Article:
GOP, Latinos Could Post Gains in New Colorado Districts Map (1)
- Boebert’s district would be more Republican
- Colorado Supreme Court must review the map
(Updates the top of the story.)
Republicans have a shot at picking up a seat in Congress under a map approved by the Colorado Independent Congressional Redistricting Commission that also would increase the voice of Latino voters.
As it locked down the configuration of an eight-district map, up from the current seven districts, the commission late Tuesday agreed to divide up the state’s population in a way that essentially makes three districts safe for Democrats and three safe for Republicans.
One appears to lean Democratic and one could be a tossup.
“This was a good map for incumbents—no one looks like they’re in trouble,” said Floyd Ciruli, political science professor at the University of Denver. “It’s a lot better map for the Republicans than they thought they were going to get.”
Freshman Lauren Boebert (R) is among the incumbents given friendly territory.
“She still has a five-point advantage,” Ciruli said. “In 2020, she lost Pueblo just slightly to a Democrat, and Pueblo isn’t the sure thing for Democrats it used to be.”
A new 8th Congressional District, considered a tossup, would stretch from north Denver through Democratic-leaning suburbs north and northeast of the city and include Greeley in Republican-heavy Weld County. It would be nearly 39% Latino.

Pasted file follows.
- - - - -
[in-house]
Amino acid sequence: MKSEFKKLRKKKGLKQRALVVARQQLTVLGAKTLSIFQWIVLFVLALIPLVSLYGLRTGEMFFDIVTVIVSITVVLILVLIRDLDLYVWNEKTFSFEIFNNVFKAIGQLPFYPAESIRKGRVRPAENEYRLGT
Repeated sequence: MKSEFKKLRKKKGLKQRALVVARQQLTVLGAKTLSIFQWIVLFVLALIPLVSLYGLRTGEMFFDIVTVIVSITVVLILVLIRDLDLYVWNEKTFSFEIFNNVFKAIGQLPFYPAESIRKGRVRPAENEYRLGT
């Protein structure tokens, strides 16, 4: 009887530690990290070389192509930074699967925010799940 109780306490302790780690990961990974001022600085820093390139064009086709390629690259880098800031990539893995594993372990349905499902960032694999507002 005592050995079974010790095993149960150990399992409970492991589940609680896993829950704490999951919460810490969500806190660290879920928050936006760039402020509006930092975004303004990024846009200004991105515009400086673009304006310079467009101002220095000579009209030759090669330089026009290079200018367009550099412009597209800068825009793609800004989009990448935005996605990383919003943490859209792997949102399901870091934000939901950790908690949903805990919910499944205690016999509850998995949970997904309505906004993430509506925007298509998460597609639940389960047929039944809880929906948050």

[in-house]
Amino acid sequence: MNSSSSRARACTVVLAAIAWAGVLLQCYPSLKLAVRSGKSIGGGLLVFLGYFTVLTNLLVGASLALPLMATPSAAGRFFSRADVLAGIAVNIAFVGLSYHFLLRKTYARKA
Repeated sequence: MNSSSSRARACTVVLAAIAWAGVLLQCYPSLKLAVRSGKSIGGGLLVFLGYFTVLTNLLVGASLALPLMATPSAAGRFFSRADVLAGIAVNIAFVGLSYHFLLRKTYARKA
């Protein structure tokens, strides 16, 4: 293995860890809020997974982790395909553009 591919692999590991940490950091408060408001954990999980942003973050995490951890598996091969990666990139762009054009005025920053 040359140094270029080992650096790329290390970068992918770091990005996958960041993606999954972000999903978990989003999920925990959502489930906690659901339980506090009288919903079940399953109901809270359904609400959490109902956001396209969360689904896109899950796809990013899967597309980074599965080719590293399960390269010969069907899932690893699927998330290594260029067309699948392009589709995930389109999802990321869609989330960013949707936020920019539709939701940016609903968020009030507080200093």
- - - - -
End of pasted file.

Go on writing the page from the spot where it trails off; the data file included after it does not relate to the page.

There are 1.25 million Latinos in Colorado, and the 100-member General Assembly has 14 Latino lawmakers, the largest number in its history.
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The new 8th District would provide an opportunity for Latino voters “to elect a member of their choice,” tweeted Scott Martinez, a Democratic attorney.
The commission scrapped an early draft that would have drawn Boebert into the same district as Boulder Democrat Joe Neguse. Neguse’s 2nd District was revised to include reliably Democrat communities northwest of Denver as well as ski towns such as Vail, Breckenridge, and Winter Park.
Eight-term Rep. Ed Perlmutter(D) ended up with a revised 7th District with more rural areas than in his current district, though the constituency would still have a Democratic lean.
“Assume it’s not a good Democratic year, he’s a senior congressman facing an incredible amount of driving and travel,” the professor said. “He’s done well where he is known, but those people to the south and west will not be familiar to him.”
Heavily Democratic Denver and Republican-dominated Colorado Springs would get their own districts—the 1st and the 5th, respectively.
The plan next goes to the Colorado Supreme Court, which has until Nov. 1 to issue a decision.
This is the first map drawn by the Colorado Independent Congressional Redistricting Commission, established by voters in 2018. Its counterpart is trying this week to meet its deadline for new state General Assembly districts.
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